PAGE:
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FY 2007 Residential Energy Assistance Challenge Option Program

The Department of Health and Human Services made grant awards totaling $290,000 to one territory and four tribes under the Residential Energy Assistance Challenge Option Program (REACH) for FY 2007. This is the twelfth distribution of REACH funds.

Three of the tribal winners and the one territory received an additional $10,000 for energy efficiency education proposals that met specified standards.

INDIAN TRIBES/TRIBAL ORGANIZATIONS

AND TERRITORY REACH AWARDS:
       $290,000

Karuk Tribe (California)

Grand Traverse (Michigan)

Pueblo of Jemez (New Mexico)

Tulalip Tribes (Washington)

Northern Mariana Islands

KARUK TRIBE    $50,000

(ALASKA)

The tribe plans to work with elementary school children to educate them on energy safety and conservation. This effort includes the development of a coloring book designed to teach young students about the importance of residential energy conservation. The Junction Elementary School will work with participating students and their families to develop an individual "residential energy conservation plan" that includes health and safety features, with guidance from LIHEAP and the Karuk Housing Authority. An additional effort is being made to reach out to tribal elders to educate them on the proper use of space heaters and electric blankets, the annual cleaning of swamp coolers, and ways to maintain health and comfort in the home while conserving energy.


GRAND TRAVERSE BAND OF OTTAWA & CHIPPEWA INDIANS   $60,000*

(MICHIGAN)

The primary focus of the tribe's REACH program will be the prevention of carbon monoxide poisoning. As the price of home heating surges, tribal members seek low cost alternatives to heat their homes, which often pose safety risks such as fire and personal injury. The tribe will provide outreach to tribal elders on carbon monoxide hazards, as well as services to detect possible carbon monoxide risks. The benefits and services will include heating equipment, chimney inspections and cleanings, inspection of wood burning stoves, and identification of ventilation problems in the selected homes.

 *Includes $10,000 for energy efficiency education


PUEBLO OF JEMEZ    $60,000*

(NEW MEXICO)

Most tribal members depend upon unsafe means to heat their homes, such as basic wood burning and fossil fuels like propane. The tribe's proposal will focus on educating its members about newer renewable energy-efficient alternatives for heating and/or cooling their homes, and new technologies that will target vulnerable households (elderly, disabled and young children). The tribe will outfit 2 homes with model systems-one with a pellet fuel appliance (stove) and evaporative air-conditioning (EAC) system; the other will have a geothermal heat pump system installed for year round climate control. The intent is to compare the savings and efficiencies of both systems, demonstrate reduction in energy crises and costs to the selected households from their previous heating/cooling methods, and put forth an active outreach campaign to publicize the expected, positive results from this testing.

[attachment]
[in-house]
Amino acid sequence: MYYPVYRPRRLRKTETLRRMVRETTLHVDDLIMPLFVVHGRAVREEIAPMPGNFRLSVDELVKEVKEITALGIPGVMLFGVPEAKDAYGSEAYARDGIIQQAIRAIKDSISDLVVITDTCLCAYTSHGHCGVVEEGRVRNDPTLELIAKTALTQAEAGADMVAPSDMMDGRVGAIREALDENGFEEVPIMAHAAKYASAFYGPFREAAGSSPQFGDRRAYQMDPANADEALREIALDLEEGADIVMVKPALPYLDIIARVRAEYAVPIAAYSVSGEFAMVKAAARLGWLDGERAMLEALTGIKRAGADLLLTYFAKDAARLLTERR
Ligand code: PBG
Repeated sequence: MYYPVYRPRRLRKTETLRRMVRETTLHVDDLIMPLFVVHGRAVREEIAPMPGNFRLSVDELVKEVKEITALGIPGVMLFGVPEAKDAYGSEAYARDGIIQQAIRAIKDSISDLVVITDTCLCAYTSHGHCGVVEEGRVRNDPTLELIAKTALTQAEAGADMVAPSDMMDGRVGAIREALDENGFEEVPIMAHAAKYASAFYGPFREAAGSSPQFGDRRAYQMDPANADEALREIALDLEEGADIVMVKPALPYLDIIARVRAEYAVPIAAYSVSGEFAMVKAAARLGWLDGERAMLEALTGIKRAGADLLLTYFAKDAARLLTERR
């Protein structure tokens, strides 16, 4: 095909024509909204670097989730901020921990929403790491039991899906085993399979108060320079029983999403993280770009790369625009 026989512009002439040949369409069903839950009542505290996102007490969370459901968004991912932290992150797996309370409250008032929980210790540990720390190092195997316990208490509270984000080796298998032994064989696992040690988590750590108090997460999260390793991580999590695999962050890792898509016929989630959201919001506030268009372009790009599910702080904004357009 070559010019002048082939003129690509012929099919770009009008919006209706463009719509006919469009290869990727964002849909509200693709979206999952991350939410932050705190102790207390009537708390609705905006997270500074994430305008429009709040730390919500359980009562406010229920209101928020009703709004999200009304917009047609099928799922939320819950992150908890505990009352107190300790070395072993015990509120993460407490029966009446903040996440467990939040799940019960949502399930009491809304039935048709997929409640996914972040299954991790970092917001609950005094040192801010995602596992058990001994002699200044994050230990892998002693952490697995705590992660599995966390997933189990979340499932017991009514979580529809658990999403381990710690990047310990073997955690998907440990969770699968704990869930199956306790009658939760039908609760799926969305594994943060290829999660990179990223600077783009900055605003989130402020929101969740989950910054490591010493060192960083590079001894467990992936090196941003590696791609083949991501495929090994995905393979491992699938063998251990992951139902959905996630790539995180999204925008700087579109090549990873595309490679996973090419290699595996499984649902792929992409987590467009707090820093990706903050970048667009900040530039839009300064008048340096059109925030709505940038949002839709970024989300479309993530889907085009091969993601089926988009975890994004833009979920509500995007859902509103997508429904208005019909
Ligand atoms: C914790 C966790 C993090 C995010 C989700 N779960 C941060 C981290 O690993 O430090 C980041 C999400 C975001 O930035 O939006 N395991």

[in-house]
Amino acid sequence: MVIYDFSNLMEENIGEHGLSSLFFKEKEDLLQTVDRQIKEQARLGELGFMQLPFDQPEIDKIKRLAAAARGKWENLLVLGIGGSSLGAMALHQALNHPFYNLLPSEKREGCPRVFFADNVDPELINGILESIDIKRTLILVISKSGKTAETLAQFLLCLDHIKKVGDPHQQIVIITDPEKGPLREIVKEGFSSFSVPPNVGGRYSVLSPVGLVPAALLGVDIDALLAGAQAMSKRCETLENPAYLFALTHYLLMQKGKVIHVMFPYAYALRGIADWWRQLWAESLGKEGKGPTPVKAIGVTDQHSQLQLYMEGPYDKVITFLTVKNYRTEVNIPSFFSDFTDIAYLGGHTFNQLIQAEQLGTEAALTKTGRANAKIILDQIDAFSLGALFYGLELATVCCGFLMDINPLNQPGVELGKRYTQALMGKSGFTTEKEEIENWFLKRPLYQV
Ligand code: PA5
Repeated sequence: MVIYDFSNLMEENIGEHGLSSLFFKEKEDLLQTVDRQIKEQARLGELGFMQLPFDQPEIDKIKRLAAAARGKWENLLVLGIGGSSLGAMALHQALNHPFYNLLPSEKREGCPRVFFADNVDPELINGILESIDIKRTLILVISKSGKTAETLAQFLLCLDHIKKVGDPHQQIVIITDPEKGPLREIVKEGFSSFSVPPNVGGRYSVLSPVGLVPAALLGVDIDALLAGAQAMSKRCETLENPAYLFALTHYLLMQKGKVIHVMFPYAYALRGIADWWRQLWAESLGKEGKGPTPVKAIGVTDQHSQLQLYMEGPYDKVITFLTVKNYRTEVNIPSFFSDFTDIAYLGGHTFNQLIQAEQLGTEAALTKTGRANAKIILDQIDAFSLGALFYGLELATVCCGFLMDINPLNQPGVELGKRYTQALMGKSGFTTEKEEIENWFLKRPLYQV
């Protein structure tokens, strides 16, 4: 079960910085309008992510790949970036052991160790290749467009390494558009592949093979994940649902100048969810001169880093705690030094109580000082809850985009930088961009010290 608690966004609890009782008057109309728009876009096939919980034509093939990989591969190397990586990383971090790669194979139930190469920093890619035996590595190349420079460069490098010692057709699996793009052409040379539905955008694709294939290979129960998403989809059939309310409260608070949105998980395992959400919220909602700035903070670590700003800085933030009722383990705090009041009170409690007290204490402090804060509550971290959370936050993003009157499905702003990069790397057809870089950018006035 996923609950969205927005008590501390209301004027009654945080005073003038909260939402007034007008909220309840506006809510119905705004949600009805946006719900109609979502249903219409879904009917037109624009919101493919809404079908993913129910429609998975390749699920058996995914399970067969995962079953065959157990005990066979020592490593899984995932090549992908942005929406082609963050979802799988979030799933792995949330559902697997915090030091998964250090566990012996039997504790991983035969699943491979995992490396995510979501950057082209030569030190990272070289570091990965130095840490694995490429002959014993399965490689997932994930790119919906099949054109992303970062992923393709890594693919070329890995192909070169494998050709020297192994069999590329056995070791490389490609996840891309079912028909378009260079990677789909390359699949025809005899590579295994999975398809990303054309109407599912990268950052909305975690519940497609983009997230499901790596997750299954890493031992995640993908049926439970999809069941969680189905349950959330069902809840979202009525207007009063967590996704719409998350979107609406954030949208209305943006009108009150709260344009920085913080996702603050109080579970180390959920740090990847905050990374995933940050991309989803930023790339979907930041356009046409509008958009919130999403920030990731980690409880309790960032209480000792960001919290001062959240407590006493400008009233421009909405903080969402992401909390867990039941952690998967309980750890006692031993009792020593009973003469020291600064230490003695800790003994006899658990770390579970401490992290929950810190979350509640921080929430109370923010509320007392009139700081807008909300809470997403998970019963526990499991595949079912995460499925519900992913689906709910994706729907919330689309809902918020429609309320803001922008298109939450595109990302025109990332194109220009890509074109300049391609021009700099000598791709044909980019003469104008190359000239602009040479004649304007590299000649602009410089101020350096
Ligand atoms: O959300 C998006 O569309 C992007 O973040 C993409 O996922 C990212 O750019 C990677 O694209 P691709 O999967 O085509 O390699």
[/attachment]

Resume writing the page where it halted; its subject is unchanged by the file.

*Includes $10,000 for energy efficiency education


TULALIP TRIBES    $60,000*

(WASHINGTON)

The tribe plans to install heat pumps for those low income households living on the reservation and compromised by health problems. Most tribal members use wood stoves as either their primary or secondary heating source. Not only are these stoves more than 20 years old in most cases, they also pose significant and pervasive health risks associated with wood smoke. The heat pumps are more safe and efficient, and the tribe will target the assistance to vulnerable groups. As part of this REACH effort, the tribe plans to provide all client homes with an energy efficiency assessment and health and safety information, and will provide heat pumps to those households facing the most serious health hazards.

 *Includes $10,000 for energy efficiency education


NORTHERN MARIANA ISLANDS    $60,000*

Northern Marianas will provide multiple initiatives under its REACH program. Primarily, it will offer one-on-one client counseling-this is particularly important because most elderly are not well enough or have the means or the transportation to physically come into the LIHEAP office. This proposal will enable LIHEAP staff to conduct home visits to health challenged clients, identify any home energy problems and educate them on the risks to their health due to unsafe energy use. In addition, Northern Marianas will conduct health and safety workshops in collaboration with the Department of Public Health, and work with its sole utility company to put on an Energy Fair with information and various energy discounts for low income households.

 *Includes $10,000 for energy efficiency education